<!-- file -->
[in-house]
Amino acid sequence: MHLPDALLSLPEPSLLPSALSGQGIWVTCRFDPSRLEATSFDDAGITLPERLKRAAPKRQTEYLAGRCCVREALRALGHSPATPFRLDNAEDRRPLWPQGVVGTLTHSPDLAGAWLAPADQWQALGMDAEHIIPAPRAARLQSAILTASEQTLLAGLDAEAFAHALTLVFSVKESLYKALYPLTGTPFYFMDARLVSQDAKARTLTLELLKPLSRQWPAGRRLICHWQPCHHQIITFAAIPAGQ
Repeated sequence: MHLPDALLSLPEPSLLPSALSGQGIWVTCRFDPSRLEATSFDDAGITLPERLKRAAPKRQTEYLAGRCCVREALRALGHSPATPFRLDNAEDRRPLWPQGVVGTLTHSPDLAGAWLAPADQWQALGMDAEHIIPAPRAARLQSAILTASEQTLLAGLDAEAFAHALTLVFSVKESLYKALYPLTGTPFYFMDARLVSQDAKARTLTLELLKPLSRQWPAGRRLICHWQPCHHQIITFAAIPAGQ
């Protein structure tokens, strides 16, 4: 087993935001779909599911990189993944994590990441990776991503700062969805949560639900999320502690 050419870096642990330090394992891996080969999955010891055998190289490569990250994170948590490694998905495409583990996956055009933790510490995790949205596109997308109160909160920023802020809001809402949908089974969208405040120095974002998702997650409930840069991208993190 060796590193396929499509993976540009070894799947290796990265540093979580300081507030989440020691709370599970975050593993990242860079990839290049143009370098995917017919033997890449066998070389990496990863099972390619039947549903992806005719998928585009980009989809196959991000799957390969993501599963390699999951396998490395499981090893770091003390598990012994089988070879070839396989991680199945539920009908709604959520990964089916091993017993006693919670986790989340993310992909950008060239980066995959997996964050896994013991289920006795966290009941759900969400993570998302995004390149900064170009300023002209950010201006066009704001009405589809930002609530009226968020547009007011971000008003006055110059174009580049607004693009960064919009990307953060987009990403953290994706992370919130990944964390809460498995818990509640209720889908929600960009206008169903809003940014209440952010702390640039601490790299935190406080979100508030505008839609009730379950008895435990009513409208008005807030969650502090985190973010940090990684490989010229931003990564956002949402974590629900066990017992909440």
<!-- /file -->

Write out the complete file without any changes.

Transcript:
[in-house]
Amino acid sequence: MHLPDALLSLPEPSLLPSALSGQGIWVTCRFDPSRLEATSFDDAGITLPERLKRAAPKRQTEYLAGRCCVREALRALGHSPATPFRLDNAEDRRPLWPQGVVGTLTHSPDLAGAWLAPADQWQALGMDAEHIIPAPRAARLQSAILTASEQTLLAGLDAEAFAHALTLVFSVKESLYKALYPLTGTPFYFMDARLVSQDAKARTLTLELLKPLSRQWPAGRRLICHWQPCHHQIITFAAIPAGQ
Repeated sequence: MHLPDALLSLPEPSLLPSALSGQGIWVTCRFDPSRLEATSFDDAGITLPERLKRAAPKRQTEYLAGRCCVREALRALGHSPATPFRLDNAEDRRPLWPQGVVGTLTHSPDLAGAWLAPADQWQALGMDAEHIIPAPRAARLQSAILTASEQTLLAGLDAEAFAHALTLVFSVKESLYKALYPLTGTPFYFMDARLVSQDAKARTLTLELLKPLSRQWPAGRRLICHWQPCHHQIITFAAIPAGQ
């Protein structure tokens, strides 16, 4: 087993935001779909599911990189993944994590990441990776991503700062969805949560639900999320502690 050419870096642990330090394992891996080969999955010891055998190289490569990250994170948590490694998905495409583990996956055009933790510490995790949205596109997308109160909160920023802020809001809402949908089974969208405040120095974002998702997650409930840069991208993190 060796590193396929499509993976540009070894799947290796990265540093979580300081507030989440020691709370599970975050593993990242860079990839290049143009370098995917017919033997890449066998070389990496990863099972390619039947549903992806005719998928585009980009989809196959991000799957390969993501599963390699999951396998490395499981090893770091003390598990012994089988070879070839396989991680199945539920009908709604959520990964089916091993017993006693919670986790989340993310992909950008060239980066995959997996964050896994013991289920006795966290009941759900969400993570998302995004390149900064170009300023002209950010201006066009704001009405589809930002609530009226968020547009007011971000008003006055110059174009580049607004693009960064919009990307953060987009990403953290994706992370919130990944964390809460498995818990509640209720889908929600960009206008169903809003940014209440952010702390640039601490790299935190406080979100508030505008839609009730379950008895435990009513409208008005807030969650502090985190973010940090990684490989010229931003990564956002949402974590629900066990017992909440």